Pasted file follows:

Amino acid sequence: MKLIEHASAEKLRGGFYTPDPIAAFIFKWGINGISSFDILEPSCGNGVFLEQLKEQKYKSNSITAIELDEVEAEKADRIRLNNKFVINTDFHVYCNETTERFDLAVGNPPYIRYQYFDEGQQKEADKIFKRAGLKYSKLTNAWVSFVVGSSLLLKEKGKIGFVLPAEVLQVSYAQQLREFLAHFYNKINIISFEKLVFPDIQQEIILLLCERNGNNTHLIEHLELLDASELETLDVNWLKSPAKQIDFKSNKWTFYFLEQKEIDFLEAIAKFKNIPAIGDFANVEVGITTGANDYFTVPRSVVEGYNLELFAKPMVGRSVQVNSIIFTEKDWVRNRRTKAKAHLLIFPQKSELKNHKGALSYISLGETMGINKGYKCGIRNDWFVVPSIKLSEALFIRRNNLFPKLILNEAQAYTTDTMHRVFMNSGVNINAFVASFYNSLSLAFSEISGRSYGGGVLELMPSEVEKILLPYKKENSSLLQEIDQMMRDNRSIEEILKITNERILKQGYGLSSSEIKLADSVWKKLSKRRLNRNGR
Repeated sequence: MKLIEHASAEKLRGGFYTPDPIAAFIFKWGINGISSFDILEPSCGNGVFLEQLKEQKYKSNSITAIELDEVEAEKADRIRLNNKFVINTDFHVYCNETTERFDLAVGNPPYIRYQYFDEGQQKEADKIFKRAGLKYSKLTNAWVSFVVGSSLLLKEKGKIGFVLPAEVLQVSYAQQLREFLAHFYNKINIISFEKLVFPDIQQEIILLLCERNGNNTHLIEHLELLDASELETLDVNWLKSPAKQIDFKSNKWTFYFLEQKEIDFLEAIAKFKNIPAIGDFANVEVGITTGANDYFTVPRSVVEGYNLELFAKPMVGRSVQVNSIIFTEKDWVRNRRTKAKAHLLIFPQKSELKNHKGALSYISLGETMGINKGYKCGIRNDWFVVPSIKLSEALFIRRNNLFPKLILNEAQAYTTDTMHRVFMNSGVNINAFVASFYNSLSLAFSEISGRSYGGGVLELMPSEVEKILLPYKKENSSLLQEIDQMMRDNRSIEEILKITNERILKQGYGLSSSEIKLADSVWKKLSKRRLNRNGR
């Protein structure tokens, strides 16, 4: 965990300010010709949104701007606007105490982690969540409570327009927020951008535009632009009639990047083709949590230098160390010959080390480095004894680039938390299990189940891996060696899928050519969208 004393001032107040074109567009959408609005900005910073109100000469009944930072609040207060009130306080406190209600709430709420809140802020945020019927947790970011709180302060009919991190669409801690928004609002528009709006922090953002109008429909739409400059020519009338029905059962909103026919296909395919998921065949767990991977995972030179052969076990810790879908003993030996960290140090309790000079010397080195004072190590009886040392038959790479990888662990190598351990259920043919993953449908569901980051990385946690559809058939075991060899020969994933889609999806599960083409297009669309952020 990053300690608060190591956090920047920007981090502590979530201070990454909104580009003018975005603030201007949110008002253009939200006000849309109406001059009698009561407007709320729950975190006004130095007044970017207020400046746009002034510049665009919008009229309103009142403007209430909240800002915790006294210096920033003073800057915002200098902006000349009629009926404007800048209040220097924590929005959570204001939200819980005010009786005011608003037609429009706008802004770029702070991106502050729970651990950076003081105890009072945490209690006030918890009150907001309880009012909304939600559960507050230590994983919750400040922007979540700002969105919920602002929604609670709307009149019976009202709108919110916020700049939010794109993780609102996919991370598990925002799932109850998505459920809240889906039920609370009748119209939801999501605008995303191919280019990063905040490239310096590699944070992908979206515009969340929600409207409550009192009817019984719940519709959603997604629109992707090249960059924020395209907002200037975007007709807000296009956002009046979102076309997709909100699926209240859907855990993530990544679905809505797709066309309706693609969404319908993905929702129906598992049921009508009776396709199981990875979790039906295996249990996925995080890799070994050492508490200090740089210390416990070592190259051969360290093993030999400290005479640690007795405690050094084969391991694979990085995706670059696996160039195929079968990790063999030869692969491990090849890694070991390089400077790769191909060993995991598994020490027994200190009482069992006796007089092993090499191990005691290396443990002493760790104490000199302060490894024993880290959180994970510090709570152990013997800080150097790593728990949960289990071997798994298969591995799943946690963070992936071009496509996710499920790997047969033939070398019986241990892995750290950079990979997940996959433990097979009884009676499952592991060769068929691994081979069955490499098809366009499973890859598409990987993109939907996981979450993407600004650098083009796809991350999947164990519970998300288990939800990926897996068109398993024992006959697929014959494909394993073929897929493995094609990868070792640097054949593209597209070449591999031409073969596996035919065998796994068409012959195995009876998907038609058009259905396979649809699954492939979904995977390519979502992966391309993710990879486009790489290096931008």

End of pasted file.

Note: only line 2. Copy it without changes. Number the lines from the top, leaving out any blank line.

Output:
Repeated sequence: MKLIEHASAEKLRGGFYTPDPIAAFIFKWGINGISSFDILEPSCGNGVFLEQLKEQKYKSNSITAIELDEVEAEKADRIRLNNKFVINTDFHVYCNETTERFDLAVGNPPYIRYQYFDEGQQKEADKIFKRAGLKYSKLTNAWVSFVVGSSLLLKEKGKIGFVLPAEVLQVSYAQQLREFLAHFYNKINIISFEKLVFPDIQQEIILLLCERNGNNTHLIEHLELLDASELETLDVNWLKSPAKQIDFKSNKWTFYFLEQKEIDFLEAIAKFKNIPAIGDFANVEVGITTGANDYFTVPRSVVEGYNLELFAKPMVGRSVQVNSIIFTEKDWVRNRRTKAKAHLLIFPQKSELKNHKGALSYISLGETMGINKGYKCGIRNDWFVVPSIKLSEALFIRRNNLFPKLILNEAQAYTTDTMHRVFMNSGVNINAFVASFYNSLSLAFSEISGRSYGGGVLELMPSEVEKILLPYKKENSSLLQEIDQMMRDNRSIEEILKITNERILKQGYGLSSSEIKLADSVWKKLSKRRLNRNGR